5I might just point out that the word "avatar" has a specific meaning in Sanskrit, based on the prefix "ava," which means "down" or "downward."An avatar is a divine being who descends to earth. The present illiterate use of it in reference to cartoonish representations of persons was tolerable at first, and would have remained so if people were not now starting to insist that this was "the true" meaning of the term. Yes, of course you can use any word any way you want to, just as Humpty Dumpty maintained, but how are you going to make sense of living in the real external world if you choose to label things in it according to your own whim?---- Sorry. If you're reading this, I'm undoubtedly preaching to the choir, but in that case an "amen" would be in order.     Back to text.

6By the way, Western writers who complain about some of the graphic content of the Bible in order to glorify other mythologies, beyond the shadow of a doubt could never have read thoroughly the mythologies of other religions, or, if they did read them, forgot them all immediately or deliberately prettified them. Surely they wouldn't just ignore the challenging parts for polemical reasons? Or would they? (Purely subjectively, I would say that Aldous Huxley would have been king among them, but every time that I have settled on who could have been his grand vizier, yet another, better, name comes to mind. Any suggestions?).     Back to text.

7 Were the "asuras" really evil spirits in Hindu mythology? We are accustomed to portray them as such, and for later Hinduism, as a whole, this is not unfair. The farther along you proceed in history, the more the asuras take on the role of evil spirits. However their original posture in early Indo-European (IE) religion appears to be neutral, on a par with the devas, so that, for example, their counterpart in Norse religion, the aesirs would became the main gods in that frigid part of the world. In early Vedic religion, the asuras were not on good terms with the devas, but not necessarily evil. Varuna, a sky god, for example, became absorbed among the devas, even though initially he clearly was an asura and was defeated by Indra in combat. Most asuras took on the character of evil spirits more and more as the mythologies developed. Knowing that at one time the asuras were not necessarily thoroughly evil, makes it seem less startling that one of their group should be honored during a festival, but it still strikes me as idiosycratic, particularly when we are thinking of one who suffered such a humiliating defeat at the hands (Woops! Sorry. . . . . at the gnarled feet) of Vishnu's avatar.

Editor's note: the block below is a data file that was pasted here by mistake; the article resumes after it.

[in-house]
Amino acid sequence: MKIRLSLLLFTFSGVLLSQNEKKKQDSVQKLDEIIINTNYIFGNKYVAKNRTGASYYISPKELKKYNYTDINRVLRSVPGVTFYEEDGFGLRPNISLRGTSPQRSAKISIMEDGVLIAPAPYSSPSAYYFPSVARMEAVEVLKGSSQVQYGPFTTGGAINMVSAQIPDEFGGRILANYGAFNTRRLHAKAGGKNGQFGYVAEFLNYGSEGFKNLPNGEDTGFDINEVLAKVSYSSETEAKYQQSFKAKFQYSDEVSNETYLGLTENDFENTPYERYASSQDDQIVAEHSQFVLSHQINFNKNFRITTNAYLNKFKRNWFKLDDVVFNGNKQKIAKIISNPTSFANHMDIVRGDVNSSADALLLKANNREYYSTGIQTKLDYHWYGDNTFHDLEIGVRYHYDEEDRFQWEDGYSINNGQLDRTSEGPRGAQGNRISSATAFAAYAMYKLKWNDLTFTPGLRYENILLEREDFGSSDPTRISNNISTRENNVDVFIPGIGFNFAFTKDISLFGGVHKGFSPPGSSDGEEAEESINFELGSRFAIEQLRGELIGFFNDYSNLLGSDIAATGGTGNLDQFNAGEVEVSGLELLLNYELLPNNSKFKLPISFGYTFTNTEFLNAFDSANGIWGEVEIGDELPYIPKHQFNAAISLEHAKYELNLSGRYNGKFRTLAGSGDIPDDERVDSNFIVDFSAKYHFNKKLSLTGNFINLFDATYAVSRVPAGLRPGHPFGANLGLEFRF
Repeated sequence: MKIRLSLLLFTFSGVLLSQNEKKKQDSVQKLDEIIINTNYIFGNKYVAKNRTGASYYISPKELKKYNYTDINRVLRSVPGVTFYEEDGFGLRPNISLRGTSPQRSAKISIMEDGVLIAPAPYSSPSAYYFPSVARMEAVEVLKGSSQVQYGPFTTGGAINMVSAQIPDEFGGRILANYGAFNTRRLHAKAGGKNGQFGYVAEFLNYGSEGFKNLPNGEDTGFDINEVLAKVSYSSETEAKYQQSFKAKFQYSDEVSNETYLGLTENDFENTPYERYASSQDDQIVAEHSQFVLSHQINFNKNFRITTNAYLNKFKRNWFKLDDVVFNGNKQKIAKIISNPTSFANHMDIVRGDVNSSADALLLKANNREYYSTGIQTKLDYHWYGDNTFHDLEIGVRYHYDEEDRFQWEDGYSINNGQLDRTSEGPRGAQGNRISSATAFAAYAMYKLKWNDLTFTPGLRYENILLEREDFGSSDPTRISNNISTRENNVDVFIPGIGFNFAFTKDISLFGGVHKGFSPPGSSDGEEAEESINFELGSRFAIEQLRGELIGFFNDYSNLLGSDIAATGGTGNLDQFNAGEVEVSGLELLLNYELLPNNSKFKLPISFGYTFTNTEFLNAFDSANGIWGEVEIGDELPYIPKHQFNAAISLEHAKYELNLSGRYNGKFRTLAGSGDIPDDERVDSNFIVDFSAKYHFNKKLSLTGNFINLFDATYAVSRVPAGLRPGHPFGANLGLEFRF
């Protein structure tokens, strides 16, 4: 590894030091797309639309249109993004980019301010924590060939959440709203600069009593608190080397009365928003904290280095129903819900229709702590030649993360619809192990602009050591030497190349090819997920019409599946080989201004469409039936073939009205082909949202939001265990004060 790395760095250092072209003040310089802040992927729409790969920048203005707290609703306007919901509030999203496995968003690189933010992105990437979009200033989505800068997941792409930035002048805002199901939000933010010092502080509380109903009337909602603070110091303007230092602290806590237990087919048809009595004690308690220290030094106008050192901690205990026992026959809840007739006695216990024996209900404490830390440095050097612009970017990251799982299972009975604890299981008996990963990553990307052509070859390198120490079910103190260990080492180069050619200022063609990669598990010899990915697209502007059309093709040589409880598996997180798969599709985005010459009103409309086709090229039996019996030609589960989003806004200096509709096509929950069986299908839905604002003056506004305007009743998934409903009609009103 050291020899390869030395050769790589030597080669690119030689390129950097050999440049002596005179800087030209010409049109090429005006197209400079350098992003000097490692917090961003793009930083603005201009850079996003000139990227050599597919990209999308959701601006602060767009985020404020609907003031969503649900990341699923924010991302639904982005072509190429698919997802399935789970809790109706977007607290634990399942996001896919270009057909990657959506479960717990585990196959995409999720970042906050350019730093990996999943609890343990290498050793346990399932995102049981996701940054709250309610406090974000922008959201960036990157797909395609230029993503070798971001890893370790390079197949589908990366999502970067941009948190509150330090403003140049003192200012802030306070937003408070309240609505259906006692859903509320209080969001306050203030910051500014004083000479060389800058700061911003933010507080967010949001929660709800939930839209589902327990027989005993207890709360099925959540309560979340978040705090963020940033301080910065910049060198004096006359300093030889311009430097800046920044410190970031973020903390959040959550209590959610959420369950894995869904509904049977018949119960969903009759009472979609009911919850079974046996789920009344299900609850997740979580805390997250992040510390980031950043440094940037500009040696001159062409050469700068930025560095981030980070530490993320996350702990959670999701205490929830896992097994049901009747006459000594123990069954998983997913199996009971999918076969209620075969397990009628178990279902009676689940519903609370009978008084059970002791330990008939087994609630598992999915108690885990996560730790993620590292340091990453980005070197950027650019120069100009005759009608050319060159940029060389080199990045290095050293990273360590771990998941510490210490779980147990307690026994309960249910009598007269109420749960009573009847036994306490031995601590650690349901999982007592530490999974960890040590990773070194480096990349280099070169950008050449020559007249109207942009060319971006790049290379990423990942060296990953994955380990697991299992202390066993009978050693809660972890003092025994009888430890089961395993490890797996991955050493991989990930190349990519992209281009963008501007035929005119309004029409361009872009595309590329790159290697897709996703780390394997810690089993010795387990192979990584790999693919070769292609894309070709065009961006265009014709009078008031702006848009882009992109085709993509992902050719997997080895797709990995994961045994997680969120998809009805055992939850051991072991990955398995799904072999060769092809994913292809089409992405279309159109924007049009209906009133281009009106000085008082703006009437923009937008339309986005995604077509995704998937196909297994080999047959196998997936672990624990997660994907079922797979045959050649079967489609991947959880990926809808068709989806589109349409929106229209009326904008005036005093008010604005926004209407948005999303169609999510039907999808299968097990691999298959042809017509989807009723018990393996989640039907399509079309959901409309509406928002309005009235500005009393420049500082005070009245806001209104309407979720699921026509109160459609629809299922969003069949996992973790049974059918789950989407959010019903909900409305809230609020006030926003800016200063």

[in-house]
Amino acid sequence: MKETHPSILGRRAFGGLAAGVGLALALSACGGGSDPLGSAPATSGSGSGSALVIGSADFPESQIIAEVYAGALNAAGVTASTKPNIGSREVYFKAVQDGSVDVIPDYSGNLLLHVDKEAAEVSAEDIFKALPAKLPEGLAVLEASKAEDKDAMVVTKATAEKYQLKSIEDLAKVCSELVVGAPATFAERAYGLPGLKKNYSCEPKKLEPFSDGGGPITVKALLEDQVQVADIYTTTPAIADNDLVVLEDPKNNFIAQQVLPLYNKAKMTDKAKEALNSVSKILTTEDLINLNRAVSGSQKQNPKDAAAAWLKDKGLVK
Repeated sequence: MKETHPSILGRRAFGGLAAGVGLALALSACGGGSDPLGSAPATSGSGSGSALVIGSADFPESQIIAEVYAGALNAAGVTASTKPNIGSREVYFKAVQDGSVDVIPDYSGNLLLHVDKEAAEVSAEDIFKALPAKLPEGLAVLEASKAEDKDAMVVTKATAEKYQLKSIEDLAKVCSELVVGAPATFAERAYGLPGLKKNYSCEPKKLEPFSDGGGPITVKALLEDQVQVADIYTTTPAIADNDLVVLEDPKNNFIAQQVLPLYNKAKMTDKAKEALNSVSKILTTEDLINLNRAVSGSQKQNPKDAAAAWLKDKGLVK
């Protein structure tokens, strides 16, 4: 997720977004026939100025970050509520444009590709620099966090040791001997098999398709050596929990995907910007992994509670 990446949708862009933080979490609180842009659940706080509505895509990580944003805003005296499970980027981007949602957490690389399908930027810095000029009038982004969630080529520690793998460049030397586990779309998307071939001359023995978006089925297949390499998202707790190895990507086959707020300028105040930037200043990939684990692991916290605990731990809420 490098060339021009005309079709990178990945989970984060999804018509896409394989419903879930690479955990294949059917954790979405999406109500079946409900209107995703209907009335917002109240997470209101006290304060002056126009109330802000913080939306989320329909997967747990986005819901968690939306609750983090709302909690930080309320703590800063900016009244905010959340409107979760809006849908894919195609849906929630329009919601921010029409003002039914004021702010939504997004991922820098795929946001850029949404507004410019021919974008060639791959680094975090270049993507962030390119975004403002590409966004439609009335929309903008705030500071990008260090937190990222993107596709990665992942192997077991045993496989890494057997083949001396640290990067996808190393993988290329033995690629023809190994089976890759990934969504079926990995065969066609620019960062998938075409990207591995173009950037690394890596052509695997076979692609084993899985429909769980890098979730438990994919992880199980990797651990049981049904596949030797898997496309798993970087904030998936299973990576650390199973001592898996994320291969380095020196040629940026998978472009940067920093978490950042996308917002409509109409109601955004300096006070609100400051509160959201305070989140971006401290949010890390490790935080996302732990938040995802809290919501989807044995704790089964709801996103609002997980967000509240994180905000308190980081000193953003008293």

The discovery and study of an extensive IE culture has been able to provide some perspectives on features in specific cultures that appear to break that culture's own rules, by demonstrating that they come from farther back, namely the ancient IE lineage. By demonstrating parallels and clusters of development among some of the IE cultures, it has also ruled out the claims made by some extremely nationalistic Hindus that the culture of the Indian subcontinent is the mother of all worthwhile cultures.These latter claims are enjoying a certain amount of popularity these days among some nationalistically inclined folks, but they would have plausibility only on the assumption that all other IE cultures grew out of the Indo-Aryan (that is, the proto-Hindu) version. IE languages and what they reveal of pre-Indo-Aryan IE cultures clearly demonstrate that they were derived from a common ancestor, and are not the ancestor of all others. Thus, the degree of its probability is negligible; or, to say something in straight English for a change, it is impossible. But remember that the events of history (not to mention the reception of a few light psychological bruises by your sensitive and egalitarian bloggist) have shown that a false national pride can easily trump reason in the lived world.     Back to text.

8If their success seems unlikely to you, you are apparently not aware of some of the rare and esoteric gifts with which they are endowed. Their eyes are able to discern fertility symbols, where few people see anything but lines and circles. Furthermore, if the calendar seems to forbid an association with a harvest, some of their masters are able to invoke--or at least to authoritatively imagine--a shift in the culture's calendar.     Back to text.

9Brihadâranyaka Upanishad II, 1:3:27, in Sacred Books of the East, vol. 15, trans. Max Müller, 1884, now available at     Back to text.